06 February 2008

Sunlight is the best disinfectant

The "tough guys" of the Liberal Party's right wing have operated in the shadows before the rise of the Howard Government and during it. Now that they are in the public eye their power is bound to diminish.

The so-called National Right is built upon three individuals: Nick Minchin from Adelaide, Eric Abetz from Tasmania and David Clarke from Sydney. Before he imploded you'd include Santo Santoro in that, but these days nobody wants to include Santoro in that or anything else. All of them built their powerbases within the Liberal Party by shunning contact with the media, and dissolving the standing of well-meaning but insecure Liberals with abuse, branch-stacking and nonco-operation with people whom party loyalty would normally oblige them to co-operate. All have a record of replacing diverse and interesting individuals within the Liberal Party who are capable, but who are disdainful or neutral toward them, with people who are totally loyal to them but who are capable of little beyond such blind loyalty.

The Liberal Party is weaker for the influence of the National Right. The process of replacing diverse but capable people with drones has buggered that Party in WA and Queensland - the nation's two fastest-growing states - and Victoria is on the same track. They will smooth the dying pillow across the faces of the Liberal Party in their states too, if they have their way.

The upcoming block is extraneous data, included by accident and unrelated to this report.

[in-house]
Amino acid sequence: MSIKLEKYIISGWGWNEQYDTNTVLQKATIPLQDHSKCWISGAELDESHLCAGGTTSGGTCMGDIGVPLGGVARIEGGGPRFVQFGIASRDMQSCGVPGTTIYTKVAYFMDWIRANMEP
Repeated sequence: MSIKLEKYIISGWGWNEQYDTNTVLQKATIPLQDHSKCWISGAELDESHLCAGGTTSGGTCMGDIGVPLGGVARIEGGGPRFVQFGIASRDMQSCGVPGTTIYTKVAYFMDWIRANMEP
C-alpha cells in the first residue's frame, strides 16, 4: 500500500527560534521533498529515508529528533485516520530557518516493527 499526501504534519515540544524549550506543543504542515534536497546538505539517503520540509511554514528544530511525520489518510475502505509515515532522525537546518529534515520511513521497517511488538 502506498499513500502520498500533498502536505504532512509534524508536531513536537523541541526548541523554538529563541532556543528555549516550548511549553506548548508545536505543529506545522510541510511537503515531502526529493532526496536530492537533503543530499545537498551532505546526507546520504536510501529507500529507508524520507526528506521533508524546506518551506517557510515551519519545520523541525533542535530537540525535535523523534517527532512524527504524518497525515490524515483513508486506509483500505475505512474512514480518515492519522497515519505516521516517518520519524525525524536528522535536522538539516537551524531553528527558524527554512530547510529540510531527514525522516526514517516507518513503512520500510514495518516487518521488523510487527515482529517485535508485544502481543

Minchin was State Director of the South Australian Division of the Liberal Party for a decade, a period largely coinciding with a longterm Labor government. Labor gradually sent SA to the dogs throughout the 1980s but the Liberals Minchin put up were so unimpressive that Croweaters kept voting Labor, and so Labor kept stuffing the state. Having the Liberals put SA onto a secure footing would have required the cultivation of diverse and sensible Liberal candidates for state parliament, more responsibility than Minchin was prepared to bear.

South Australians only voted Liberal when the credibility of Labor had completely collapsed. Dean Brown stood up to Minchin to win in 1992, much as NSW's two Liberal Premiers realised the party officials were more hindrance than help in winning state government. Minchin got his revenge by rolling Brown and replacing him with a mannequin from the window of John Martin's, a proven loser whose only talent was loyalty to Minchin and whose only achievement was to turn an enormous Liberal majority in the state of Playford into a deficit.